Industrial design


  • Class I, Division 2 hazardous locations certified
  • CE approved

Single and Dual Channel Self Healing

  • Rings for high reliability
  • Highest number of nodes supported
  • Fully compliant with the ControlNet specification
  • Robust Multi-Break Management algorithm

Many industrial processes require very precise control. Failure of communications between the various elements of a control system may cause serious problems. Therefore, the communication systems employed have to be robust. NSPI’s 2C31 and 2C32 Self-Healing Ring Modules address this need by providing multiple communication paths between the various elements of the system, and utilize advanced Downstream Multicasting technology. In the event of a failure on one communication path, communications are still maintained along a secondary path or, in the case of a dual ring, tertiary paths.

Downstream Multicasting transmits an incoming message in multiple directions and insures that while directing the message toward all nodes in the ring it is never retransmitted back to the point of origin. This communication method employs a “Master” or ring control module which will direct traffic and guard against duplicate message delivery. Each fiber ring must include one master module to insure proper communication between all nodes in the ring.

Primary data is defined as the data that arrives at the module first. When a data packet flows around the ring, the primary data is delivered to other ControlNetâ„¢ segments. Secondary data will only be used in the case of fiber break. For critical applications the Model 2C32 provides a highly robust, dual-channel ControlNetâ„¢ solution. As with the single ring, Downstream Multicasting insures that data is delivered to all consumers within the appropriate network update time. In this configuration, not only is a second ring provided to support both Channel A and B ControlNet data packets, a third or tertiary communication path is also available. Because there is an additional path, more fiber breaks are supported without any loss in either communication channel.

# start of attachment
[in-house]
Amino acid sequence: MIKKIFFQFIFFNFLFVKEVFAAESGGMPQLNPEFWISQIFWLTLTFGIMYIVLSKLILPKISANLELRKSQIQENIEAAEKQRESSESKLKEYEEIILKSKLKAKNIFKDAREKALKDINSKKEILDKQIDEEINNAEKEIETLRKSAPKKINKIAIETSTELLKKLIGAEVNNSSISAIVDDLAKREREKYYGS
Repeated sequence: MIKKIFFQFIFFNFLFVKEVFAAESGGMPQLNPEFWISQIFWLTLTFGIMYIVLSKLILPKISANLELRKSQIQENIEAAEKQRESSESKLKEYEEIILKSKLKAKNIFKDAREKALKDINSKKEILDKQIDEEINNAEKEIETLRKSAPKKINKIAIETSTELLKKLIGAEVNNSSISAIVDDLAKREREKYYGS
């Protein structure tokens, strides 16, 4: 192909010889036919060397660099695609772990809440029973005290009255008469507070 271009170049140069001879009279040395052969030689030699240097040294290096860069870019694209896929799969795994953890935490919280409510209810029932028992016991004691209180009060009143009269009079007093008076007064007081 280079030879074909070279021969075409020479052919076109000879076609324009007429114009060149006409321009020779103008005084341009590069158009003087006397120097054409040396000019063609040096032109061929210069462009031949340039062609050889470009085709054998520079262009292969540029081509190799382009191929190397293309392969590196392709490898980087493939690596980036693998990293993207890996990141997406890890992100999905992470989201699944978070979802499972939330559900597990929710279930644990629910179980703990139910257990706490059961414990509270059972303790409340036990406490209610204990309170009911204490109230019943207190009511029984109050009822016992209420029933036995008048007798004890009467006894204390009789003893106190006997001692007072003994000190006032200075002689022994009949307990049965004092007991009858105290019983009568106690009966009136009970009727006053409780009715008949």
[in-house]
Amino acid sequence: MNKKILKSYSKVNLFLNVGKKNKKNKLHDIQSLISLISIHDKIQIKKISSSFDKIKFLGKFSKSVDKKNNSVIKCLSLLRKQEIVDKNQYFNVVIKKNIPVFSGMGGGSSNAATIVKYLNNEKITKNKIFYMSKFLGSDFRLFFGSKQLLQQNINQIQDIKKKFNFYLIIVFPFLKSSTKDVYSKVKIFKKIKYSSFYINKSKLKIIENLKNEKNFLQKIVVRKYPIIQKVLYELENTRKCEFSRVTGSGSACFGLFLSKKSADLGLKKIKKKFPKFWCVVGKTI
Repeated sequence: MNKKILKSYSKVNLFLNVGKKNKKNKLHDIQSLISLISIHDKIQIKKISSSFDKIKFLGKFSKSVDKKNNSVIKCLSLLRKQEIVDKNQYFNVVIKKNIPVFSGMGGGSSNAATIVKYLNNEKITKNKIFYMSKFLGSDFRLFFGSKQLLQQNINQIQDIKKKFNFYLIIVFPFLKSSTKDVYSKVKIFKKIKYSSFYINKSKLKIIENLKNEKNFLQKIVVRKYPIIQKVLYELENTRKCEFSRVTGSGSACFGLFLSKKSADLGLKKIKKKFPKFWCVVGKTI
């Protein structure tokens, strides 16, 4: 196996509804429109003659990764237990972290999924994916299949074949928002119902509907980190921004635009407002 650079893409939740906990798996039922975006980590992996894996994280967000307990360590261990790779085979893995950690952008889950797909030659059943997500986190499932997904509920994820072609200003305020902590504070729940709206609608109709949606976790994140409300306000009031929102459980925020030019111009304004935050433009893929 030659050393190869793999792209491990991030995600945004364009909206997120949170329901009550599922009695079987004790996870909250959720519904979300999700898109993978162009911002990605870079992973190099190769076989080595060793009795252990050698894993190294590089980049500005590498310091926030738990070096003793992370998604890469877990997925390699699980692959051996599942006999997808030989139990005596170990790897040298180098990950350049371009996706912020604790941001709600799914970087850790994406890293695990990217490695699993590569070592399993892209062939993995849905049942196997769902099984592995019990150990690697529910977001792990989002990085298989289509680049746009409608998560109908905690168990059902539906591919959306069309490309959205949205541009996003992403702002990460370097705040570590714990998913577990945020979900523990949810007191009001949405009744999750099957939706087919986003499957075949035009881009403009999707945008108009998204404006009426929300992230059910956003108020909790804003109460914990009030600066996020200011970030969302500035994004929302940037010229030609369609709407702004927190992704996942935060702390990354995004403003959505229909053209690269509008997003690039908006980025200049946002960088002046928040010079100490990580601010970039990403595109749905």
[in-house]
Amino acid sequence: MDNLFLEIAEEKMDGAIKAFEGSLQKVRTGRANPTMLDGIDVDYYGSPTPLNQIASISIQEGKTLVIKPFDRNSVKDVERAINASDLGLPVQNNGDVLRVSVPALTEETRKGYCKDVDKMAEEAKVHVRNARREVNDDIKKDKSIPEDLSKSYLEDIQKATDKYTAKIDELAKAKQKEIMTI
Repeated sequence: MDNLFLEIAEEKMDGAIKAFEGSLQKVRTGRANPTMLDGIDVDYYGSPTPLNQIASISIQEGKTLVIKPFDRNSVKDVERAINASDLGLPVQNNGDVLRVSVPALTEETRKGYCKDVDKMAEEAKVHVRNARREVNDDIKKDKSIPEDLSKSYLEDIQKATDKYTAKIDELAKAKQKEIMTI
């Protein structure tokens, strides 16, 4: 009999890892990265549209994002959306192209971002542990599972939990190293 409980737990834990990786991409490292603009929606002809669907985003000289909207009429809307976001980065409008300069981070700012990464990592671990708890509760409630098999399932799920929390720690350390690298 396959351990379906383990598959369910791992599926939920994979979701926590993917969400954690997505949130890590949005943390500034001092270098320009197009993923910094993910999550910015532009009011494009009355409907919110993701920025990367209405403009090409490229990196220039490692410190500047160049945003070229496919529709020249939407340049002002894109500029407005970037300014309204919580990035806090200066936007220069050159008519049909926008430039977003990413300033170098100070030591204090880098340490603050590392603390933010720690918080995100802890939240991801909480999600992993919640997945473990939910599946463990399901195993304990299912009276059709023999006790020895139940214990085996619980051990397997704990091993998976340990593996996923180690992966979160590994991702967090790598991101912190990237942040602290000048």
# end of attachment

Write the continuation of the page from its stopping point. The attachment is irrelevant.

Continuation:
Because redundant systems are typically used in operations that can’t afford a loss in data or any downtime, the 2C31 and 2C32 are supplied as standard with an extensive set of powerful diagnostic tools to warn against any faults or impending system failures.


Dual-Ring link

This feature is specific to the Model 2C32. It provides an additional interface that creates dual redundant communications. It is an additional communication channel between the two redundant rings and creates additional communication rings between all adjacent self-healing ring modules. As this channel is the key to dual redundancy, it is very important to insure communication so the module continuously monitors the data.

A set of relay contacts is provided for the dual-ring communication channel and will close in an alarm condition. The link alarm is also one of the three fault conditions that will set a global alarm.

Small form factor, high performance laser optics

  • 1310nm lever-latch SFP laser transceiver
  • Real-time indication of fiber optic health
  • Single/Multi-mode conversion available

Global alarm